On May 14th Viktor Orban, Hungary’s prime minister, visited Warsaw on his first foreign trip since winning re-election in April. It was a triumphal visit for Mr Orban, whom PiS has long admired. In 2011 Jaroslaw Kaczynski, PiS’s chairman and Poland’s de facto leader, said he was “convinced that the day will come when we will have Budapest in Warsaw”. Since coming to power in 2015, PiS has led Poland in the illiberal direction charted by Fidesz. It has packed the supreme court and turned the public media into a government propaganda channel, echoing earlier changes in Hungary. Den Rest des Beitrags lesen »

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European Union Threatens Subsidy Cuts to Rein In Rebel Nations

Posted by hkarner - 7. Mai 2018

Date: 06-05-2018
Source: The Wall Street Journal

Hungary, Poland bristle at push by wealthier countries to demand good governance

Prime Minister Viktor Orban’s Hungarian government has clashed with Western Europe over its crackdown on independent media and civil-society organizations. Here a man holding a Hungarian flag attends an antigovernment protest in Budapest on April 21.

The European Union’s executive branch is raising the ante in its clash with Poland and Hungary over democratic values: Play ball or risk being cut out of EU funding.

A proposed sanctions mechanism would empower the European Commission, the EU executive, to  suspend funds when it finds that a country’s courts are no longer independent, when their rulings are ignored or when criminal investigations are hampered.

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Change of state

Posted by hkarner - 21. April 2018

Date: 19-04-2018
Source: The Economist

Poland’s ruling Law and Justice party is doing lasting damage
Once hollowed out, the rule of law is hard to restore

FOR a glimpse of Poland under the populist Law and Justice (PiS) party, tune in to the news on the state television channel, Telewizja Polska (TVP). The opening sequence, a computer-animated tour of Polish landmarks, homes in on the clock tower of Warsaw’s royal castle. The capital’s most recognisable building, the towering Soviet-era Palace of Culture and Science, is nowhere to be seen. Then the anchors appear, and proceed to praise PiS slavishly while branding its critics treacherous crypto-communists.

This combination of subtle and brazen nationalist revisionism captures the two-and-a-half years of PiS rule. The party has purged the public administration, made it illegal to accuse the “Polish nation” of complicity in the Holocaust, and peddled conspiracy theories about the aeroplane crash in 2010 which killed then-president Lech Kaczynski and 95 others outside Smolensk, in Russia. It has turned a blind eye to chauvinism among its supporters, while prosecuting peaceful counter-protesters at the monthly commemorations of the Smolensk disaster led by Lech’s twin brother, Jaroslaw (pictured), who is PiS’s chairman. Den Rest des Beitrags lesen »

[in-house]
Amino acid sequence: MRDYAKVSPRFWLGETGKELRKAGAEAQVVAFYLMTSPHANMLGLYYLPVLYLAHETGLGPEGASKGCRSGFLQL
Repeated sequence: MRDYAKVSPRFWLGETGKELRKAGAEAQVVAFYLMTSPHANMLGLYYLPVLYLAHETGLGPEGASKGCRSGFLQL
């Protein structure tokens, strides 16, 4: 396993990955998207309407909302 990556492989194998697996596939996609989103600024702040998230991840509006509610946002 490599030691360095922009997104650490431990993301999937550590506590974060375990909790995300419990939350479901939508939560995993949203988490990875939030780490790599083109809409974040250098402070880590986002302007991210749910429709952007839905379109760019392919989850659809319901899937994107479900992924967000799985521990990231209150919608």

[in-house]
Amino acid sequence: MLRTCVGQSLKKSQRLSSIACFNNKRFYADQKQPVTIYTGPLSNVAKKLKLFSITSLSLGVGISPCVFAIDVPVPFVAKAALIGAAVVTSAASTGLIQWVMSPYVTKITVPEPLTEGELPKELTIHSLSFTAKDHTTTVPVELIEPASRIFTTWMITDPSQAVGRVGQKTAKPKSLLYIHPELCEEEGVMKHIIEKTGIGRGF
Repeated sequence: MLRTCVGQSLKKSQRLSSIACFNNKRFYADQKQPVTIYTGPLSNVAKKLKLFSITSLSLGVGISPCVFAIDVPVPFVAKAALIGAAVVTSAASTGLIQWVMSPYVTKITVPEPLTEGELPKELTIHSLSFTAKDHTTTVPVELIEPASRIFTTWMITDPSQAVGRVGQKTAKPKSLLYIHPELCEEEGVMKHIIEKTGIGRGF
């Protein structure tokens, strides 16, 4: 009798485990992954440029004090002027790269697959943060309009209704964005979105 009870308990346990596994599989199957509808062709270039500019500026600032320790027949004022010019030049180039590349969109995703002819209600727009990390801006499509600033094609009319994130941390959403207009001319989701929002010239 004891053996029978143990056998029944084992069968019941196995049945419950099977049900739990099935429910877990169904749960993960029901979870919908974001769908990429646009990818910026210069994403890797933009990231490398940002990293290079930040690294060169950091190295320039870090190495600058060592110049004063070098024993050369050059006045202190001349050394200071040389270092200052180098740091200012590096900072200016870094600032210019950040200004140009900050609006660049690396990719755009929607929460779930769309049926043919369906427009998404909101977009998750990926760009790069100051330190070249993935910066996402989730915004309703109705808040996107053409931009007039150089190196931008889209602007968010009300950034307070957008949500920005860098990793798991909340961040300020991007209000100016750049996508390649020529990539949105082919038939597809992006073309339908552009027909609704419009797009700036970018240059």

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Poland’s Child-Like State

Posted by hkarner - 22. März 2018

Sławomir Sierakowski, founder of the Krytyka Polityczna movement, is Director of the Institute for Advanced Study in Warsaw.

The Polish government’s wholesale refusal to admit any guilt or own up to mistakes speaks to a deep-seated immaturity. Recently, when the US secretary of state called President Andrzej Duda to oppose the government’s controversial historical memory law, Duda wouldn’t answer the phone, essentially sticking his fingers in his ears.

WARSAW – According to recent reports, the US Department of State warned Poland’s foreign ministry that it would suspend high-level meetings if the ruling Law and Justice (PiS) party enacted a new law making it illegal to insinuate Polish culpability in crimes committed by the Nazis. The PiS government enacted the law anyway.

Shortly before signing the legislation, Polish President Andrzej Duda refused even to take a call from then-US Secretary of State Rex Tillerson. Seventy-two years after Winston Churchill declared that an “iron curtain” was descending across Eastern Europe, a new sort of border is being erected – a curtain of shame. Den Rest des Beitrags lesen »